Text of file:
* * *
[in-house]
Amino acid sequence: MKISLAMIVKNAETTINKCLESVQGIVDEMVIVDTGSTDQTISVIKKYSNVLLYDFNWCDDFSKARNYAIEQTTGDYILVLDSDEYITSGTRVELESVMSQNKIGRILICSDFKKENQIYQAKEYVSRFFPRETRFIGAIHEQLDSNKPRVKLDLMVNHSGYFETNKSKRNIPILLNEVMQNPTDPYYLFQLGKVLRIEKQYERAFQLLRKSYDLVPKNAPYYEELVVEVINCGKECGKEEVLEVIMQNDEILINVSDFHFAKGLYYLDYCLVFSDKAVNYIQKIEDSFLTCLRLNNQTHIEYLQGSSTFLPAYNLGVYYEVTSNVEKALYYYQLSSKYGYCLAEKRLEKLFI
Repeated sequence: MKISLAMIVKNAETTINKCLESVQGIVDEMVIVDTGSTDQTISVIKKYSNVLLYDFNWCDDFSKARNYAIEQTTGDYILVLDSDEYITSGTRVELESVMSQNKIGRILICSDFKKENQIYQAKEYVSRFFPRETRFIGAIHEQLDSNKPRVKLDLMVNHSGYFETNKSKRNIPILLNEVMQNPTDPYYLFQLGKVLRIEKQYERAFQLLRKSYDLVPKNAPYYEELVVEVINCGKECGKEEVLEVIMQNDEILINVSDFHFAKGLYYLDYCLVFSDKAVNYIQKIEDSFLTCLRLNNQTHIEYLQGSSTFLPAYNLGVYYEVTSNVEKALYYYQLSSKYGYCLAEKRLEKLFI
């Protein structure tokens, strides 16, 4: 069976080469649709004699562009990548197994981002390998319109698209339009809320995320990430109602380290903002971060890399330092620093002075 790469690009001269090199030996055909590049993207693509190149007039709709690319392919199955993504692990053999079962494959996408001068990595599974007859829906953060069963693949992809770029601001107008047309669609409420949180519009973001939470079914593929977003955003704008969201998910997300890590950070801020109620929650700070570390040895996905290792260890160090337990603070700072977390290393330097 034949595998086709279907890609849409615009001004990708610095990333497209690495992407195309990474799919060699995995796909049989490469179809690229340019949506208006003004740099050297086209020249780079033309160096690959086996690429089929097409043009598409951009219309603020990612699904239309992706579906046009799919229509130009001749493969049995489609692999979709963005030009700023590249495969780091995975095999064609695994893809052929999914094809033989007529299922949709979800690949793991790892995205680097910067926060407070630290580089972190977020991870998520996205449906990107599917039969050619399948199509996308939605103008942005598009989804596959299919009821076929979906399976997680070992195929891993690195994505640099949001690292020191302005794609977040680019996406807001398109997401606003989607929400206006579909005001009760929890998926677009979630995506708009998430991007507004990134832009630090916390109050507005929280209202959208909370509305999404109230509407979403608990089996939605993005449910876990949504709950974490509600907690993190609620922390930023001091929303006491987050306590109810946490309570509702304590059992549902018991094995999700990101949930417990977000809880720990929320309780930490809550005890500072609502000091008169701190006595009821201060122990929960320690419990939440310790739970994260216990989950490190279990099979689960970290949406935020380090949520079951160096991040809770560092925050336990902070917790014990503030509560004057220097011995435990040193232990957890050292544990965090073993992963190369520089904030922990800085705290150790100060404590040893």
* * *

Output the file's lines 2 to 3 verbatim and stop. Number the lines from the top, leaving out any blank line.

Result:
Amino acid sequence: MKISLAMIVKNAETTINKCLESVQGIVDEMVIVDTGSTDQTISVIKKYSNVLLYDFNWCDDFSKARNYAIEQTTGDYILVLDSDEYITSGTRVELESVMSQNKIGRILICSDFKKENQIYQAKEYVSRFFPRETRFIGAIHEQLDSNKPRVKLDLMVNHSGYFETNKSKRNIPILLNEVMQNPTDPYYLFQLGKVLRIEKQYERAFQLLRKSYDLVPKNAPYYEELVVEVINCGKECGKEEVLEVIMQNDEILINVSDFHFAKGLYYLDYCLVFSDKAVNYIQKIEDSFLTCLRLNNQTHIEYLQGSSTFLPAYNLGVYYEVTSNVEKALYYYQLSSKYGYCLAEKRLEKLFI
Repeated sequence: MKISLAMIVKNAETTINKCLESVQGIVDEMVIVDTGSTDQTISVIKKYSNVLLYDFNWCDDFSKARNYAIEQTTGDYILVLDSDEYITSGTRVELESVMSQNKIGRILICSDFKKENQIYQAKEYVSRFFPRETRFIGAIHEQLDSNKPRVKLDLMVNHSGYFETNKSKRNIPILLNEVMQNPTDPYYLFQLGKVLRIEKQYERAFQLLRKSYDLVPKNAPYYEELVVEVINCGKECGKEEVLEVIMQNDEILINVSDFHFAKGLYYLDYCLVFSDKAVNYIQKIEDSFLTCLRLNNQTHIEYLQGSSTFLPAYNLGVYYEVTSNVEKALYYYQLSSKYGYCLAEKRLEKLFI